By: Charles Bowen

BuzzWhack Translates the Gobbledygook

To get started, visit the site at http://www.buzzwhack.com

I can’t remember for certain, but I think there was a time when
the buzzword ‘buzzword’ had a positive connotation. I seem to
recall being seriously pleased with myself the first time I
dropped that term into the conversation at a story-planning
session or an editorial-board meeting. Buzzzzzz-word. It sounded
so trendy and with-it, calling up images of terribly suave
savants whispering fascinating tidbits into one another’s ears,
while piano keys and crystal glasses tinkled in the background.

But now the buzz is definitely off the word. It has become just
another way of saying, “jargon.” A “buzzword” now merely
represents more of the junk verbiage that litters our public
streams of conversation. Pity the poor business writers. They’re
wearing hip boots these days, wading through all the “scalable e-
businesses” and their “turnkey application infrastructures” with
“Internet backbones” and “Web-centric value-added services.” The
fault, as usual, lies in us. Something in our psyche says that if
a little word is good, a big word is better – and if the big
word isn’t big enough, let’s create a monster word.

Well, watch out, buzzmeisters. John Walston, the self-appointed
BuzzWhacker in chief, is on your trail. His site, BuzzWhack,
attacks corporate and government gobbledygook head-on – with
everything from definitions to caustic comments, starting with
his definition of “buzzword” itself as an “important-sounding
word or phrase used primarily to impress laypersons.”

The frequently updated introductory page, reached at http://www.buzzwhack.com,
spotlights his latest especially buzzy finds. (One example:
“Vectus CRM software harnesses relevant data and knowledge about
a customer to drive tailored interactions. Its open, flexible
architecture combined with easy-to-use business rules engine
allows implementations to achieve real business benefits quickly
… “)

But it would be too easy for Walston to merely ridicule. He also
translates, and his research in this area could be quite useful
to harried journalists. Scroll the introductory page to the
“De-Buzzed” section on the left column, then click a portion of
the hyperlinked alphabet to reach the site’s dictionary. Then
scroll the resulting page to examine the alphabetized list of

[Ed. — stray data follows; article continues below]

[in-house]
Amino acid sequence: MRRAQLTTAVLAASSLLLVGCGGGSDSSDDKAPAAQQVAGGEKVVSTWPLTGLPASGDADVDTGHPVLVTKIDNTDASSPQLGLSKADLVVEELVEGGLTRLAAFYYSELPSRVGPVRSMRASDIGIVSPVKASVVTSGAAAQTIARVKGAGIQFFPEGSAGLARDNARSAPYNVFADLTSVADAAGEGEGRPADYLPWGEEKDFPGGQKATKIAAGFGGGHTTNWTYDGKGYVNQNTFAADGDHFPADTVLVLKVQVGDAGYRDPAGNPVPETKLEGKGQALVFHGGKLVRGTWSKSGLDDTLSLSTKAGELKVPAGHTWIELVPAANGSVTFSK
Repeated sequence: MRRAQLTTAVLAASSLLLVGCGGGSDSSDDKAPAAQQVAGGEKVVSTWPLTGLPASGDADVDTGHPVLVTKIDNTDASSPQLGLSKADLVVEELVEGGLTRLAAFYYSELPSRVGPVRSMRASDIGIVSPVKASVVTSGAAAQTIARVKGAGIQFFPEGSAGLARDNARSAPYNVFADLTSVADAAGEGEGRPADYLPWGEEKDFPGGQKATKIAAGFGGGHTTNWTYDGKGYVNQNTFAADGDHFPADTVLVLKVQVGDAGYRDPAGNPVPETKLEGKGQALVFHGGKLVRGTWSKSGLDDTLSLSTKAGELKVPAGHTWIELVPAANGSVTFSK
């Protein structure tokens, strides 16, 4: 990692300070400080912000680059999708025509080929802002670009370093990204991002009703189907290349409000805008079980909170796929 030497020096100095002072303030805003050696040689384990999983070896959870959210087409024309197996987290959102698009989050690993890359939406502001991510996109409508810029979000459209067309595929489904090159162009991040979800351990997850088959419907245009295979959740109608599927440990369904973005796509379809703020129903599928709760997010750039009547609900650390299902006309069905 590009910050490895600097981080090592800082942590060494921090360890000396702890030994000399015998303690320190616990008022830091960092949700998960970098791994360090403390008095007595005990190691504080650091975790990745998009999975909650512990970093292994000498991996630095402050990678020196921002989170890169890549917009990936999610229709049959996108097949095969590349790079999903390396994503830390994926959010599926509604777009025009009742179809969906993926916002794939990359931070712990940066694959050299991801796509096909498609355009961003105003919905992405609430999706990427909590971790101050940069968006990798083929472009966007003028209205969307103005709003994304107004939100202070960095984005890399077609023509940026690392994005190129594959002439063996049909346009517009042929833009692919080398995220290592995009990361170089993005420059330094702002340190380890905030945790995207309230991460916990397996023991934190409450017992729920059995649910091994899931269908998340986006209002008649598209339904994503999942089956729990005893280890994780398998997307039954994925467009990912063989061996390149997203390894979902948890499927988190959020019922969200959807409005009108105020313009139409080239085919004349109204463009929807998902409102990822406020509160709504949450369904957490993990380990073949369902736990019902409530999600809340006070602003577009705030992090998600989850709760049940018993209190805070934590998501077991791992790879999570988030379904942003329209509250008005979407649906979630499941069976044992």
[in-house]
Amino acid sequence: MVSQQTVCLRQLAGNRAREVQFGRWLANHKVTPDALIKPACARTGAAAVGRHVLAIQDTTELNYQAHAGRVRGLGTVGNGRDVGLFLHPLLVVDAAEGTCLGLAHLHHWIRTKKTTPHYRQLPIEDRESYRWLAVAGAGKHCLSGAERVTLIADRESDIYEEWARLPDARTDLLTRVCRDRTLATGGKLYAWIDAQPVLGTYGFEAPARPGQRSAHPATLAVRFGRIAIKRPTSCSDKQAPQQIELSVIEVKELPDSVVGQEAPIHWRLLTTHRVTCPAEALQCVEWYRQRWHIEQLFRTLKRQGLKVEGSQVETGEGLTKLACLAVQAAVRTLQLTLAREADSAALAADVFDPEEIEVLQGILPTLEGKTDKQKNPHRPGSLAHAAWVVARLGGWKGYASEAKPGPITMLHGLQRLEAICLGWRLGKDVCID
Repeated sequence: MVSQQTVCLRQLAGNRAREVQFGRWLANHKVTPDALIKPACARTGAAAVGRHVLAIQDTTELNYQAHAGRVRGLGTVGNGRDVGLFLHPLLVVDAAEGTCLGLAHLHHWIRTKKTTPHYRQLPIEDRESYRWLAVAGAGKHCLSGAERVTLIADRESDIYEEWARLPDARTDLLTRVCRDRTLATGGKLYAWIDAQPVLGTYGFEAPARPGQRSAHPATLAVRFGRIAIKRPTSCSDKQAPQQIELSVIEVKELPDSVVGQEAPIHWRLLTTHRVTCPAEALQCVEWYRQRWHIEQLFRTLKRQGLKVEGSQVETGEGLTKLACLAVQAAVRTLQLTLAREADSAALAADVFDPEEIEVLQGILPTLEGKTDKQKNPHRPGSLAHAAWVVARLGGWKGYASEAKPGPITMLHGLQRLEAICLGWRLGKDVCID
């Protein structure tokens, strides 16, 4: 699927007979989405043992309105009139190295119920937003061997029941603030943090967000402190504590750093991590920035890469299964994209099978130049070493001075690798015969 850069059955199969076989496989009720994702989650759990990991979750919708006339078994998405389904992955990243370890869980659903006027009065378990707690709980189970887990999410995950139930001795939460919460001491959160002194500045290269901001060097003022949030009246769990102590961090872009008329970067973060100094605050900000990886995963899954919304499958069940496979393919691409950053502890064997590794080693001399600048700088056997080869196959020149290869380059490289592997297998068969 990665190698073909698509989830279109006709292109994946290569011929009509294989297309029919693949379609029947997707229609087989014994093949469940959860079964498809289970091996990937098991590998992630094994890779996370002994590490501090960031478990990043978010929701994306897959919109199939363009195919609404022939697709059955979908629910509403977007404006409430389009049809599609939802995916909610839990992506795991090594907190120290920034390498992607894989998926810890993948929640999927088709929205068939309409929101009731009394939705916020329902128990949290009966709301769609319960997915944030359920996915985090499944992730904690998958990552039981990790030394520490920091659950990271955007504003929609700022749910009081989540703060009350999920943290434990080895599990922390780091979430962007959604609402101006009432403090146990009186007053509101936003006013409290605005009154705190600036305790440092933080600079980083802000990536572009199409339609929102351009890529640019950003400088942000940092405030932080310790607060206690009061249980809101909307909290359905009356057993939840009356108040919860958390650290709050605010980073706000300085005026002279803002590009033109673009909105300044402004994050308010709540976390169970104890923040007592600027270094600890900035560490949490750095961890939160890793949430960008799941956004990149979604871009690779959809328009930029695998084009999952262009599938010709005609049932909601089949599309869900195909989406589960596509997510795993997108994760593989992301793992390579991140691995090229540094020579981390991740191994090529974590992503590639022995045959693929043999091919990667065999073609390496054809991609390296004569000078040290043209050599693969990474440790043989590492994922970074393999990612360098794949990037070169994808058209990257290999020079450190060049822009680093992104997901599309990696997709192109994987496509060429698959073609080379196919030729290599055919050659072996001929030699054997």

Of course, the definitions themselves sometimes have something of
an Ambrose Bierce quality about them. A few of my favorites are:

BAU: Even old standbys can become acronyms. This one is the
much-bandied-about corporate term for “business as usual.”
Competitive salary: In employment ad speak, it means the
company has no intention of paying you any more than any other
company, and probably even less.
Napsterized: Best we can tell, you’ve been Napsterized when the
courts say you can’t give away another person’s products for
Silicon Alley: An unoriginal attempt by New Yorkers to convince
the world they are geeks, too.
TMI: If you’re a baby boomer, it means Three Mile Island. If
you’re a child of the digital age, it means too much input or too
much information.
Visioning: One buzzword to replace another buzzword: Instead of
“brainstorming,” it’s now “visioning.”

Other considerations in using BuzzWhack for your writing and

Site manager Walston has been a consultant specializing in
Internet publishing since 1995. Before that, he was an assistant
managing editor at USA Today and executive editor of
The News Journal in Wilmington, Del.
You can stay up on the latest buzz about buzzwords with
Walston’s regular e-mail newsletter. Click the “E-mail
Newsletter” link at the top of any BuzzWhack screen and fill in
the resulting on-screen form.
The site also provides links to archives of its previously
published commentary on the language.

Bowen writes columns, articles and books from West Virginia, and is host of the daily Internet News syndicated radio show (http://www.netnewstoday.com).

Copyright 2001, Editor & Publisher

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